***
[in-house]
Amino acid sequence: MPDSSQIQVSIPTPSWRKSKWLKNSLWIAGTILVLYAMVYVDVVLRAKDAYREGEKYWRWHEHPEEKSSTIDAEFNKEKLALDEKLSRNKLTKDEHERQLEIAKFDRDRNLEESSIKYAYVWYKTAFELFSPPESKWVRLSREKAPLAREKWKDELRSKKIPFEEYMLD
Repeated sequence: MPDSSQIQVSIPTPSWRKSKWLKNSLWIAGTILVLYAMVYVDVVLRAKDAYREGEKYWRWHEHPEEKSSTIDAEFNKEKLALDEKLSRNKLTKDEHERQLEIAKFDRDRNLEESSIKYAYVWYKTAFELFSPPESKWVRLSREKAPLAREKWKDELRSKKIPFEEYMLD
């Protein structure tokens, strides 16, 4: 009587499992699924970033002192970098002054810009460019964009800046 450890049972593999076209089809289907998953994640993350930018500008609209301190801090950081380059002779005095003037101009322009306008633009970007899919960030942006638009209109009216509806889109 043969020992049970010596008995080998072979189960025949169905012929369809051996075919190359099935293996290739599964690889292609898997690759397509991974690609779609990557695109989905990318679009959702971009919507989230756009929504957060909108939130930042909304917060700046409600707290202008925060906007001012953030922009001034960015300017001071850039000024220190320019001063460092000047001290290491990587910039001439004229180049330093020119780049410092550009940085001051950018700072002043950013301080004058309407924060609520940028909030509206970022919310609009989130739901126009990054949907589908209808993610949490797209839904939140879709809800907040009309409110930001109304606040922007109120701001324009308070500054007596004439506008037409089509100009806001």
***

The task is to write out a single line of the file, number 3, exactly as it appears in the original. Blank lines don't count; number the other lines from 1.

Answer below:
Repeated sequence: MPDSSQIQVSIPTPSWRKSKWLKNSLWIAGTILVLYAMVYVDVVLRAKDAYREGEKYWRWHEHPEEKSSTIDAEFNKEKLALDEKLSRNKLTKDEHERQLEIAKFDRDRNLEESSIKYAYVWYKTAFELFSPPESKWVRLSREKAPLAREKWKDELRSKKIPFEEYMLD